zero water pitcher reviews

ZeroWater has made a name for themselves in recent years for their wide range of inexpensive, consumer-friendly water filtration units. A long-running rivalry with the popular BRITA brand filters continues to this day.  ZeroWater’s main claim is that they filter out more impurities than their primary competitor, offering a 5-stage filtration system (compared to the 2-stage systems found elsewhere).

In this guide, we’re going to take an extended look at several of the company’s main water pitchers, outlining the good (and if necessary, the bad) in order to help you make a more informed buying decision. After that, we’ll also answer a few questions frequently asked by our readers, so be sure to stick around for that.

Zero Water Filter Pitchers Comparison

PitcherPriceSizeCapacityFilterFilter Life
Zero Water 10 Cup
CHECK PRICE(LxWxH): 10.25 x 5.50 x 11.008 cups in pitcher + two in reserveZeroWater Ion Exchange filter25-40 gallons under typical levels
Zero Water 12 Cup
CHECK PRICE(LxWxH): 11.63 x 5.93 x 11.0010 cups in pitcher + 2 in reserve ZeroWater Ion Exchange filter 25-40 gallons under typical levels
Zero Water 8 Cup
CHECK PRICE(LxWxH): 10.25 x 5.50 x 11.008 cups in pitcher ZeroWater Ion Exchange filter 25-40 gallons under typical levels
Zero Water 6 Cup
CHECK PRICE(LxWxH): 10.50 x 4.87 x 9.506 cups in pitcher ZeroWater Ion Exchange filter 25-40 gallons under typical levels
Zero Water 23 Cup
CHECK PRICE(LxWxH): 10.25 x 5.50 x 11.0023 cups in pitcher ZeroWater Ion Exchange filter 25-40 gallons under typical levels
Zero Water 30 Cup
CHECK PRICE(LxWxH): 15.00 x 5.50 x 10.6230 cups in pitcher ZeroWater Ion Exchange filter 25-40 gallons under typical levels

Remember, in this guide, we are only looking at Zero Water products. If you are more curious, you can check out what the best water filter pitcher on the market is and let us know what you think in the comments.

ZeroWater 10 Cup Pitcher Review

zerowatetr 10 cup pitcher

  • Size: (LxWxH): 10.25 x 5.50 x 11.00
  • Capacity: 8 cups in pitcher + two in reserve
  • Filter: ZeroWater Ion Exchange filter
  • Filter Life: 25-40 gallons under typical levels

Filtration System

The ten-cup variant of the ZeroWater pitcher utilizes the company’s flagship Ion Exchange filter. They claim that this 5-stage system is able to remove virtually all (read: 99.6%) detectable dissolved solids, whereas leading competitors remove “up to 50%.” The product is supposed to be able to remove traces of aluminum, lead, zinc, nitrates, and other impurities almost completely, as well as getting rid of the “chlorine” taste commonly associated with tap water sources.

The 5 stages that your water passes through each provide a different cleansing function; let’s take a quick look at each of them:

Stage 1: Coarse filter screen: This first entry point is meant to filter out sediment and other fine deposits of particles too large for the rest of the system to handle. These will usually be visible to the eye, and you may end up needing to clean this out every now and again (in our experience, this isn’t needed very often).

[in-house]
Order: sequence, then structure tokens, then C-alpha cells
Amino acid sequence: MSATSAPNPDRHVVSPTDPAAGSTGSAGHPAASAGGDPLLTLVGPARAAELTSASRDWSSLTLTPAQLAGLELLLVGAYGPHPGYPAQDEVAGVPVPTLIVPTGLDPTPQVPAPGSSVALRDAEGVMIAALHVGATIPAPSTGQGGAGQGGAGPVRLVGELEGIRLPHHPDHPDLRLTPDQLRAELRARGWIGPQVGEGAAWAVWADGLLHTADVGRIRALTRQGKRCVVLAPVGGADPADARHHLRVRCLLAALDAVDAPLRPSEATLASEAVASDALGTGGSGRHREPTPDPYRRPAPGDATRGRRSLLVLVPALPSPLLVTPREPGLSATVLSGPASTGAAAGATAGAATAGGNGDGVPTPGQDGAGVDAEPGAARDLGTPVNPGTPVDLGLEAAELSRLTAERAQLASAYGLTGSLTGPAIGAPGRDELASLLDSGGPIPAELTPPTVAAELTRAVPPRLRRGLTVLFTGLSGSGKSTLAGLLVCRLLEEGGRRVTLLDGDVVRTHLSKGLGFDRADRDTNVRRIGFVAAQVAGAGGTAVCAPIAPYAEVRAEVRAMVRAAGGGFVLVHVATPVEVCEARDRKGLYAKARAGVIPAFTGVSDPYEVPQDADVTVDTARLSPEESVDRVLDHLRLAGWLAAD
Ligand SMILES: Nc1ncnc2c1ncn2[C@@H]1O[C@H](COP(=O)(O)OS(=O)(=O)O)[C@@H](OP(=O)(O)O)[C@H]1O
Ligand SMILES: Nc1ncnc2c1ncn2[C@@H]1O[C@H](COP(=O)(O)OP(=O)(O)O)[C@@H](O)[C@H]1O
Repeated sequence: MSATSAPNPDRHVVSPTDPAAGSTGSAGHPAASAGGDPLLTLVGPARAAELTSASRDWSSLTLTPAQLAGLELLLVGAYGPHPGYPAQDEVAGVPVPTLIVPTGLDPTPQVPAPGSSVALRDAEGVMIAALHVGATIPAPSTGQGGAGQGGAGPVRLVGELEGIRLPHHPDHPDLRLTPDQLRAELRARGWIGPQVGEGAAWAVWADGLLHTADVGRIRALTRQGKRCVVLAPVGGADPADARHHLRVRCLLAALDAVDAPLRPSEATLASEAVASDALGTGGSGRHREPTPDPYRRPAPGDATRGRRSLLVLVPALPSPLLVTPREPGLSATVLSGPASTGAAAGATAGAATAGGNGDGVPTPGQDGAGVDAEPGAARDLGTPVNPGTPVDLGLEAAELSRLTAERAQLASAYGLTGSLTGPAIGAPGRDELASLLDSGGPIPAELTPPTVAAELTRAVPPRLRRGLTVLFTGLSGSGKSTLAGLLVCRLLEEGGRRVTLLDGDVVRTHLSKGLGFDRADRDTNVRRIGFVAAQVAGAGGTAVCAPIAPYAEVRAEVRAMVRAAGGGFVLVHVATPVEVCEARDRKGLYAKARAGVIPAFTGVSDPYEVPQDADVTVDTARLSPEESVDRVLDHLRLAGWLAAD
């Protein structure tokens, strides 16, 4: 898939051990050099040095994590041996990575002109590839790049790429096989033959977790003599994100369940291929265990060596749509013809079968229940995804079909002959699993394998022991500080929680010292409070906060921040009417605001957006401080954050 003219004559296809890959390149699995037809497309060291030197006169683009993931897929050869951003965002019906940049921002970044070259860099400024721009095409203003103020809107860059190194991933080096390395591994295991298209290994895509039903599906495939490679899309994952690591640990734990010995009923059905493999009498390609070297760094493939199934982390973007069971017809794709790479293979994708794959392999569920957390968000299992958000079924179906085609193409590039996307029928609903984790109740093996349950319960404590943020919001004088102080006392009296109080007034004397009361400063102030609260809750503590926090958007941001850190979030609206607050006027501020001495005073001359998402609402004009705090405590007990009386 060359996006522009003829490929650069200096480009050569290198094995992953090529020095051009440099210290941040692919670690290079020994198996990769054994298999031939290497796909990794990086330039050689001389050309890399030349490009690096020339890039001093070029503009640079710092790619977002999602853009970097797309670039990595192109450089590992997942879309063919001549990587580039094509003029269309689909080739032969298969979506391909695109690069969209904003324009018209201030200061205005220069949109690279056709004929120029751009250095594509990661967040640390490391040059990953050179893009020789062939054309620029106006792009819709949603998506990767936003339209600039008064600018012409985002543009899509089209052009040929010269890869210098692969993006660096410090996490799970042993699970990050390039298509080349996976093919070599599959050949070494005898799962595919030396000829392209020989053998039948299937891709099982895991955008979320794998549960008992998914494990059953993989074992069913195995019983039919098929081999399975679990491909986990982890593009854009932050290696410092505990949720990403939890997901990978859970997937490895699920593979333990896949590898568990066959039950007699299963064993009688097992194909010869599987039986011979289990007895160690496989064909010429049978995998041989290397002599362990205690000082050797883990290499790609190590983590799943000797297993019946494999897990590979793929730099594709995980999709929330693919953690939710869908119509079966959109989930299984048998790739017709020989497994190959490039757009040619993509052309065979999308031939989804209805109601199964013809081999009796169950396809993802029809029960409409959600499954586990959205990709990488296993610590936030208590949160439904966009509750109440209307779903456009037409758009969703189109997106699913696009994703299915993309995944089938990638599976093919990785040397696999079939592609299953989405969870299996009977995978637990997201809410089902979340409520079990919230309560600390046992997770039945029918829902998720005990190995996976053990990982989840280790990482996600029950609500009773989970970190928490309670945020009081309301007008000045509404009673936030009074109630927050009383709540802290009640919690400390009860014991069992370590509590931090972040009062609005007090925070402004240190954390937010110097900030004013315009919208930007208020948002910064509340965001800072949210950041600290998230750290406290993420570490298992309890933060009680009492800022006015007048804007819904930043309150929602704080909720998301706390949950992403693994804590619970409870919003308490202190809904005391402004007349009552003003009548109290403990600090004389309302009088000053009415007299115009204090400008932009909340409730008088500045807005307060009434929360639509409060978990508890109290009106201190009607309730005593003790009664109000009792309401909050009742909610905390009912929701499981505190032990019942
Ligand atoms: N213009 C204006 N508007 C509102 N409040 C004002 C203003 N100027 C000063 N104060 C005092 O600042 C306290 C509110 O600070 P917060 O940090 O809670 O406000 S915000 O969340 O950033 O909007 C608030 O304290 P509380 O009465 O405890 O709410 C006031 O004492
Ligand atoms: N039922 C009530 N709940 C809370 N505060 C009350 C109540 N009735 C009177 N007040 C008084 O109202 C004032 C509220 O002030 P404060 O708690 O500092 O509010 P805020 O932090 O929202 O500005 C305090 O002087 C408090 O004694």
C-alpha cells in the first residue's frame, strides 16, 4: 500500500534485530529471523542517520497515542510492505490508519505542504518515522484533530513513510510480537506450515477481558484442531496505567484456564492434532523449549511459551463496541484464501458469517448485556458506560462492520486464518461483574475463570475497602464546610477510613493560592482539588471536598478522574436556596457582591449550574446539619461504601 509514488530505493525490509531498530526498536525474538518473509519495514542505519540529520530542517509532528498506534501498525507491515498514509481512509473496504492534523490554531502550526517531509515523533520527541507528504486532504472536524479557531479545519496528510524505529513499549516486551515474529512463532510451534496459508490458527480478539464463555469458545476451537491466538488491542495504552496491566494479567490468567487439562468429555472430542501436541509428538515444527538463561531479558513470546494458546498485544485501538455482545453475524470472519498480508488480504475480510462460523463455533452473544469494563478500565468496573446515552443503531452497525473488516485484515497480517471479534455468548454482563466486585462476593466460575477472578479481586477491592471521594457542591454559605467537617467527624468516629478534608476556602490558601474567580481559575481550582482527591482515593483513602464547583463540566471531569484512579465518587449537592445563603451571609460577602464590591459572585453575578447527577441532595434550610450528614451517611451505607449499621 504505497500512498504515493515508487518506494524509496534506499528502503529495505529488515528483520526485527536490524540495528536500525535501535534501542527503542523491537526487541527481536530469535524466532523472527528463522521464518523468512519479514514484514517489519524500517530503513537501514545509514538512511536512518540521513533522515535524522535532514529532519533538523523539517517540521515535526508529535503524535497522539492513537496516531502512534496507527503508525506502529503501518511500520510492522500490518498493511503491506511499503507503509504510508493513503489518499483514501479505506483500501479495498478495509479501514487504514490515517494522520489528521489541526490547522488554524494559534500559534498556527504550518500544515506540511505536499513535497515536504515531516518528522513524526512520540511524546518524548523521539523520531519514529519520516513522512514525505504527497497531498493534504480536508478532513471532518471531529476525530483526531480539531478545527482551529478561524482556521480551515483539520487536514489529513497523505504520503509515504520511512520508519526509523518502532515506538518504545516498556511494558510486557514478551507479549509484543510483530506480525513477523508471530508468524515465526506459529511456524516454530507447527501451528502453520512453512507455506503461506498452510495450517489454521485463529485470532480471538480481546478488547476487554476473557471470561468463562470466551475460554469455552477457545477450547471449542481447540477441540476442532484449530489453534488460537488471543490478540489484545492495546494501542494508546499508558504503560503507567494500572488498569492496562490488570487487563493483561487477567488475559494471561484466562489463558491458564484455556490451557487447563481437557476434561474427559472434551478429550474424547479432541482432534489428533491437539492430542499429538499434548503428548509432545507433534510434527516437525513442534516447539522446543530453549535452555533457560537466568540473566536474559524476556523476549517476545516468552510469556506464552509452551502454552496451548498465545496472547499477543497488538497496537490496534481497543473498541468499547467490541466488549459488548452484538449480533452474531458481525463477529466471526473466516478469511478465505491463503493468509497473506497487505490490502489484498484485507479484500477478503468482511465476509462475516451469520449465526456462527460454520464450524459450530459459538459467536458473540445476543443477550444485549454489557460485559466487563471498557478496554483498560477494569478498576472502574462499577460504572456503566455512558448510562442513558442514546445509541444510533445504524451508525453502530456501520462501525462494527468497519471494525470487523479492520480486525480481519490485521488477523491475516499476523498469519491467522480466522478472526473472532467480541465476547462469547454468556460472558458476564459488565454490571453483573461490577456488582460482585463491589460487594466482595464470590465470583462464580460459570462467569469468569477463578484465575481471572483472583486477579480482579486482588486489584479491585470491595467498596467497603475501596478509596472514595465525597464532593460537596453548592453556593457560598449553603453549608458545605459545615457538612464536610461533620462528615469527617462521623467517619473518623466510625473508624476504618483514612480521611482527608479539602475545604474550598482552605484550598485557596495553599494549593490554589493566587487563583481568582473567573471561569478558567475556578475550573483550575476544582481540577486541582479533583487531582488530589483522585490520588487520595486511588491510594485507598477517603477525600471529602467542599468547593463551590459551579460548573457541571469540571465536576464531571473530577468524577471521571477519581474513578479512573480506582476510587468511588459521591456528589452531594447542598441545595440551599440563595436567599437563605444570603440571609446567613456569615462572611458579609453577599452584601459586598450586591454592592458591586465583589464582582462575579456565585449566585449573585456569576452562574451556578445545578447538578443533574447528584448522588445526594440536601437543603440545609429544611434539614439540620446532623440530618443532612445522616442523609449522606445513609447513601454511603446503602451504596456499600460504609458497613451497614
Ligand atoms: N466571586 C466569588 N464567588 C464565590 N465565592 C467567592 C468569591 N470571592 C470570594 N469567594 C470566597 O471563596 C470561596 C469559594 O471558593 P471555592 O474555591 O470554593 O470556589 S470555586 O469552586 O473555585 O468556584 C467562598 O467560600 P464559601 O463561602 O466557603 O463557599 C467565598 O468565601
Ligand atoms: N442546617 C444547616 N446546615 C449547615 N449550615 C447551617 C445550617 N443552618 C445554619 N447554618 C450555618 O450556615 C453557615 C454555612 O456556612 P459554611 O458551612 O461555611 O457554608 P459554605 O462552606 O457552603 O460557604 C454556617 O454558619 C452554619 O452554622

Stage 2: Foam distributer: This large foam section works to more evenly distribute the water across the entire surface of the filters below. This helps to avoid concentrating the water toward the center, which helps with filter longevity and effectiveness overall.

Stage 3: Multi-layer activated carbon & oxidation reduction alloy: The carbon component here is the same one found in almost all conventional filters. It helps to remove a variety of organic impurities, as well as helping improve overall taste in the process. The additional oxidation alloy removes chlorine and other heavy metals while also preventing mold from building up inside the filter over time.

Stage 4: Dual comprehensive ion exchange: This is where the magic happens. This segment of the filter strips the water of any foreign ions, returning the molecules to a purer state than before.

Stage 5: Ultra-fine screen: As one last measure of cleanliness, this ultra-fine mesh removes just about anything solid that the other sections may have missed. This is mainly for particles too small to be seen directly, and by this point, it’s unlikely that it will have much work to do.

The filter has a stated longevity of around 25-40 gallons, provided your contamination levels fall within the national average of 055 to 200 TDS (total dissolved solids). Your individual results may vary, especially if you live in an area with 200-400 TDS or more.

Overall, in our experience trying out the product, it performed admirably; testing our water after treating it, we showed a “000” TDS reading on the treated water. This was to be expected with a pristine review unit, and we’re curious to see how well the various systems hold up over an extended period of time, but for now, we’re impressed with the finished product.

Pitcher

The high quality, BPA-free plastic pitcher itself features several design cues that are worth mentioning. For one, the company claims that it offers the only filter in its class that seals around the top, allowing you to pour water while some of it is still filtering in the top reserve. Having used BRITA filters that do not allow this in the past, we find this to be extremely convenient. It also means that you can keep the reserve filled, allowing for two extra cups worth of space to be stored at any given time.

Beyond this, the 10-cup variant features a small spout positioned at the base of the handle, allowing for a quick fill of a glass without having to physically remove the pitcher from your fridge. This may seem fairly trivial, but we were genuinely impressed with these small examples of attention to detail in the product.

  • One of the most robust filtration systems designed for home use that we’ve ever tested.
  • Removes more dissolved solids than any other leading brand.
  • Stylish designs that come in a wide variety of capacities and colors.
  • Included water testing meter is a very nice addition.
  • Filters must be replaced more often than with other leading brands